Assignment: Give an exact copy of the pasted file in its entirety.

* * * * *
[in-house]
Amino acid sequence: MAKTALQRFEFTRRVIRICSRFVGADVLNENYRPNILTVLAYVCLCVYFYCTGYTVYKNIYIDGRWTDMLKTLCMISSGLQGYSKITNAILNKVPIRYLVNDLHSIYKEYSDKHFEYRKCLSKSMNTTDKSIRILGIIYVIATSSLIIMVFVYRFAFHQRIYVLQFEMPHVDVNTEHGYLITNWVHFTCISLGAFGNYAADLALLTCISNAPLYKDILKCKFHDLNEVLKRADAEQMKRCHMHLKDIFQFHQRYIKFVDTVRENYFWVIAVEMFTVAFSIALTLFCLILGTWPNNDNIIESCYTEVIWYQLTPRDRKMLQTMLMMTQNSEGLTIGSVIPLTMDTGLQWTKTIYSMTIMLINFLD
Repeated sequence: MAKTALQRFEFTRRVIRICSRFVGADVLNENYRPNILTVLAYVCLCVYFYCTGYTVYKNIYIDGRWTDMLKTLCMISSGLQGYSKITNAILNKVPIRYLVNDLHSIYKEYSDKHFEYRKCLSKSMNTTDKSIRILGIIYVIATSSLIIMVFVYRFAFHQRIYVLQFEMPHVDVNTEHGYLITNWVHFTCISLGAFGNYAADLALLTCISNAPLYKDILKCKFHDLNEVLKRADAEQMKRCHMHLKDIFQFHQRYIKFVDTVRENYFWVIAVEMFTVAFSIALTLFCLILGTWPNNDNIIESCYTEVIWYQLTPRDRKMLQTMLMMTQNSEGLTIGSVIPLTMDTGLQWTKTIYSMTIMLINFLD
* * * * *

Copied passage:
[in-house]
Amino acid sequence: MAKTALQRFEFTRRVIRICSRFVGADVLNENYRPNILTVLAYVCLCVYFYCTGYTVYKNIYIDGRWTDMLKTLCMISSGLQGYSKITNAILNKVPIRYLVNDLHSIYKEYSDKHFEYRKCLSKSMNTTDKSIRILGIIYVIATSSLIIMVFVYRFAFHQRIYVLQFEMPHVDVNTEHGYLITNWVHFTCISLGAFGNYAADLALLTCISNAPLYKDILKCKFHDLNEVLKRADAEQMKRCHMHLKDIFQFHQRYIKFVDTVRENYFWVIAVEMFTVAFSIALTLFCLILGTWPNNDNIIESCYTEVIWYQLTPRDRKMLQTMLMMTQNSEGLTIGSVIPLTMDTGLQWTKTIYSMTIMLINFLD
Repeated sequence: MAKTALQRFEFTRRVIRICSRFVGADVLNENYRPNILTVLAYVCLCVYFYCTGYTVYKNIYIDGRWTDMLKTLCMISSGLQGYSKITNAILNKVPIRYLVNDLHSIYKEYSDKHFEYRKCLSKSMNTTDKSIRILGIIYVIATSSLIIMVFVYRFAFHQRIYVLQFEMPHVDVNTEHGYLITNWVHFTCISLGAFGNYAADLALLTCISNAPLYKDILKCKFHDLNEVLKRADAEQMKRCHMHLKDIFQFHQRYIKFVDTVRENYFWVIAVEMFTVAFSIALTLFCLILGTWPNNDNIIESCYTEVIWYQLTPRDRKMLQTMLMMTQNSEGLTIGSVIPLTMDTGLQWTKTIYSMTIMLINFLD